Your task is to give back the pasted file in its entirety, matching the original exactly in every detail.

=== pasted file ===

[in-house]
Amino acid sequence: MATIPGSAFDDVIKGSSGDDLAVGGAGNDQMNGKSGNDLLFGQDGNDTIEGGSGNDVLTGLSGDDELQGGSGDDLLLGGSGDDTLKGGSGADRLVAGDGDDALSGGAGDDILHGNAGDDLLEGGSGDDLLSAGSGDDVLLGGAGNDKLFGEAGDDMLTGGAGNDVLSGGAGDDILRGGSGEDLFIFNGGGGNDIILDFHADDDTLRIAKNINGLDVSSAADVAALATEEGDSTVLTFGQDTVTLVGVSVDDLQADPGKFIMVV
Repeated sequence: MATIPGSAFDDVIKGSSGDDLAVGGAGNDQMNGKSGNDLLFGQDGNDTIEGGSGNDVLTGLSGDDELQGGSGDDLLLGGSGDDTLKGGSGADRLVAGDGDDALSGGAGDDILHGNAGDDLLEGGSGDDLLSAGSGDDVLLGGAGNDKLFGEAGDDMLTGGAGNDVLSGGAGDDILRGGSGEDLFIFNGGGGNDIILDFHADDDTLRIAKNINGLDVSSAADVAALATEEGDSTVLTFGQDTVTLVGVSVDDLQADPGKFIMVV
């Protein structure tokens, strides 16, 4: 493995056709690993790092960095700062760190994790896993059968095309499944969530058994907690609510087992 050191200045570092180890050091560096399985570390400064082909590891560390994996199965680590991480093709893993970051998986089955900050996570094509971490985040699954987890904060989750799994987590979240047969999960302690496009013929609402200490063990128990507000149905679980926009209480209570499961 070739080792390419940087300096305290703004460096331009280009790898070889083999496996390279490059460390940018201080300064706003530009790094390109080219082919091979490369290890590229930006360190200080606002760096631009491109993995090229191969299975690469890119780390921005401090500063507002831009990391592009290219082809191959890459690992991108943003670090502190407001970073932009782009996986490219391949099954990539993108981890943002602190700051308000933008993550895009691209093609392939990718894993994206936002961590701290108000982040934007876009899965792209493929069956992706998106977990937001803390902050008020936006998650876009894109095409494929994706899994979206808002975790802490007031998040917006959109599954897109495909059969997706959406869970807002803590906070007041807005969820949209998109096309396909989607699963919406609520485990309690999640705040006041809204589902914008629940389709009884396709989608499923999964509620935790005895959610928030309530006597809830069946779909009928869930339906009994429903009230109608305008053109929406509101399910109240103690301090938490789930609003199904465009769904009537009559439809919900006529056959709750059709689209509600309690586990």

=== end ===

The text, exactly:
[in-house]
Amino acid sequence: MATIPGSAFDDVIKGSSGDDLAVGGAGNDQMNGKSGNDLLFGQDGNDTIEGGSGNDVLTGLSGDDELQGGSGDDLLLGGSGDDTLKGGSGADRLVAGDGDDALSGGAGDDILHGNAGDDLLEGGSGDDLLSAGSGDDVLLGGAGNDKLFGEAGDDMLTGGAGNDVLSGGAGDDILRGGSGEDLFIFNGGGGNDIILDFHADDDTLRIAKNINGLDVSSAADVAALATEEGDSTVLTFGQDTVTLVGVSVDDLQADPGKFIMVV
Repeated sequence: MATIPGSAFDDVIKGSSGDDLAVGGAGNDQMNGKSGNDLLFGQDGNDTIEGGSGNDVLTGLSGDDELQGGSGDDLLLGGSGDDTLKGGSGADRLVAGDGDDALSGGAGDDILHGNAGDDLLEGGSGDDLLSAGSGDDVLLGGAGNDKLFGEAGDDMLTGGAGNDVLSGGAGDDILRGGSGEDLFIFNGGGGNDIILDFHADDDTLRIAKNINGLDVSSAADVAALATEEGDSTVLTFGQDTVTLVGVSVDDLQADPGKFIMVV
């Protein structure tokens, strides 16, 4: 493995056709690993790092960095700062760190994790896993059968095309499944969530058994907690609510087992 050191200045570092180890050091560096399985570390400064082909590891560390994996199965680590991480093709893993970051998986089955900050996570094509971490985040699954987890904060989750799994987590979240047969999960302690496009013929609402200490063990128990507000149905679980926009209480209570499961 070739080792390419940087300096305290703004460096331009280009790898070889083999496996390279490059460390940018201080300064706003530009790094390109080219082919091979490369290890590229930006360190200080606002760096631009491109993995090229191969299975690469890119780390921005401090500063507002831009990391592009290219082809191959890459690992991108943003670090502190407001970073932009782009996986490219391949099954990539993108981890943002602190700051308000933008993550895009691209093609392939990718894993994206936002961590701290108000982040934007876009899965792209493929069956992706998106977990937001803390902050008020936006998650876009894109095409494929994706899994979206808002975790802490007031998040917006959109599954897109495909059969997706959406869970807002803590906070007041807005969820949209998109096309396909989607699963919406609520485990309690999640705040006041809204589902914008629940389709009884396709989608499923999964509620935790005895959610928030309530006597809830069946779909009928869930339906009994429903009230109608305008053109929406509101399910109240103690301090938490789930609003199904465009769904009537009559439809919900006529056959709750059709689209509600309690586990």